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Green Buildings Offer Lasting Development Impact

Stephanie Miller's picture

A construction worker finishes sealing glass at a building construction site. Trinn Suwannapha / World Bank

What generates 70 percent of the greenhouse gases emitted from cities like New York, Beijing, or New Delhi? Not long ago, I might have answered “cars.” But the real culprit is buildings – our homes, offices, schools, and hospitals. Many of which use electricity, water, and fuel extremely inefficiently because of the way they were initially designed.

In fact, about 40 percent of the world’s electricity is used to cool, light and ventilate buildings, even though much more efficient technology exists.

The longevity of buildings is why we need to think much more about them at the new construction phase. Decisions about building materials, insulation, and plumbing live on for decades or longer. That’s why IFC, the private sector-focused arm of the World Bank Group, is working to help builders and developers in emerging markets lock in climate-smart choices at the early design stage.

Our new certification tool EDGE, which stands for Excellence in Design for Greater Efficiencies, was designed specifically for emerging markets, where housing needs are set to grow exponentially as a result of urbanization pressures. It is Internet-based and easy to use, offering developers a range of inexpensive design choices that might otherwise be overlooked in the rush to build.

Buildings certified by EDGE use 20 percent less energy than their peers, offering long-term emissions savings and lower utility bills – a major benefit in affordable housing.

Urban planning and policies can help encourage this shift to low-carbon development on a wide scale. Our colleagues in the World Bank are working at the government level to help city leaders plan for low-carbon growth, track their emissions, and raise their credit ratings to secure the financing to invest in climate-smart, resilient buildings and infrastructure.

Climate change is already raising the cost of development, and only 4 percent of the 500 largest cities in developing countries are considered creditworthy in international finance markets right now. Ensuring that cities have the financing to choose energy-efficient construction will be critical to lowering the urban impact on climate change and growing livable cities for the future.

We see enormous potential for green buildings, and are currently exploring opportunities for the EDGE program in markets such as South Africa, Colombia, India, China, and the Philippines, among others. By encouraging fast-growing cities to make climate-smart choices in their new construction, we can make a real and lasting difference in developing countries.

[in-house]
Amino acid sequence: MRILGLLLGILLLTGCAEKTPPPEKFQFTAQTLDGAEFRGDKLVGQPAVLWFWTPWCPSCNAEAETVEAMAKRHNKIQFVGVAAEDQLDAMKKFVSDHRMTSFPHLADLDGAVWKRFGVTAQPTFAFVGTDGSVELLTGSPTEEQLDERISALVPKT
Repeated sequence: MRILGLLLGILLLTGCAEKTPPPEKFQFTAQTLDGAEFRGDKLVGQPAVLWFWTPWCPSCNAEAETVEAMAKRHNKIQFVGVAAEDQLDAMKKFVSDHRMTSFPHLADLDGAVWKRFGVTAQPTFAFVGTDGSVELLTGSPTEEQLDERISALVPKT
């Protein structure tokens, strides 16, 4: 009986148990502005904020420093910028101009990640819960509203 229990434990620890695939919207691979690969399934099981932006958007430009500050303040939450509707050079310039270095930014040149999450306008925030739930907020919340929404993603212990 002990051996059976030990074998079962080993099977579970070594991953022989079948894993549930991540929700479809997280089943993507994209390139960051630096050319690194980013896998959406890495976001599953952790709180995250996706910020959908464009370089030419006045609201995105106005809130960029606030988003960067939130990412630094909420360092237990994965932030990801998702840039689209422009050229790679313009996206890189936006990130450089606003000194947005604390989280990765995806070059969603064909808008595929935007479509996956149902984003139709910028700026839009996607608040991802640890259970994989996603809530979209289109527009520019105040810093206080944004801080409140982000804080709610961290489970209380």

It is clear to me that building green is both feasible and economical, and can have positive long-term impacts in the emerging markets where we operate.

Photo: Trinn Suwannapha / World Bank

Comments

Buildings are as described an interesting and important focus - as they are major energy users. An increased focus on design is necessary but the focus on ensuring efficient operation during the buildings life must also increase. Based on many years of experience working with measuring performance and optimisation of air-conditioning on all continents I believe that the focus on actual operating efficiency in both existing and new buildings must increase. There is often a saving potential of 20-30% or more in most buildings at low cost which is true in all markets and applications we have experience of. The challenge is “business as usual” where no validation of actual performance during normal operation is done in air-conditioning systems. This has partially been due to the historical lack of cost-effective methods for measuring performance in the field - If the system cools the building - it has been believed to be efficient.
The servicing sector makes money on failures not low energy consumption and equipment owners expect service to include optimisation but pay for lowest cost service contract as they rarely have the technical know-how to appreciate the importance of measuring performance and optimising systems. To focus on energy optimisation is not an alternative to good design but it is a prerequisite to achieve efficiency in both new and existing buildings. Optimisation of air-conditioning is the “low hanging fruit” but it requires a new focus and awareness among the owners that 20-30% of electricity often can be saved at low or no investment (besides the work involved). At the same time it is well known that an efficient system almost by definition is a reliable system with low cost for repairs and long life time expectancy.
As many of the fast growing economies are in hot climate air conditioning loads play a major roll and need special attention. They often consume 40-60% of the electricity in a modern building and cause a major challenge for production capacity as well as supply grids in many countries. Globally 20% of the electricity is estimated to be used in air-conditioning and refrigeration whereas in i.e. India it is estimated to 35%.

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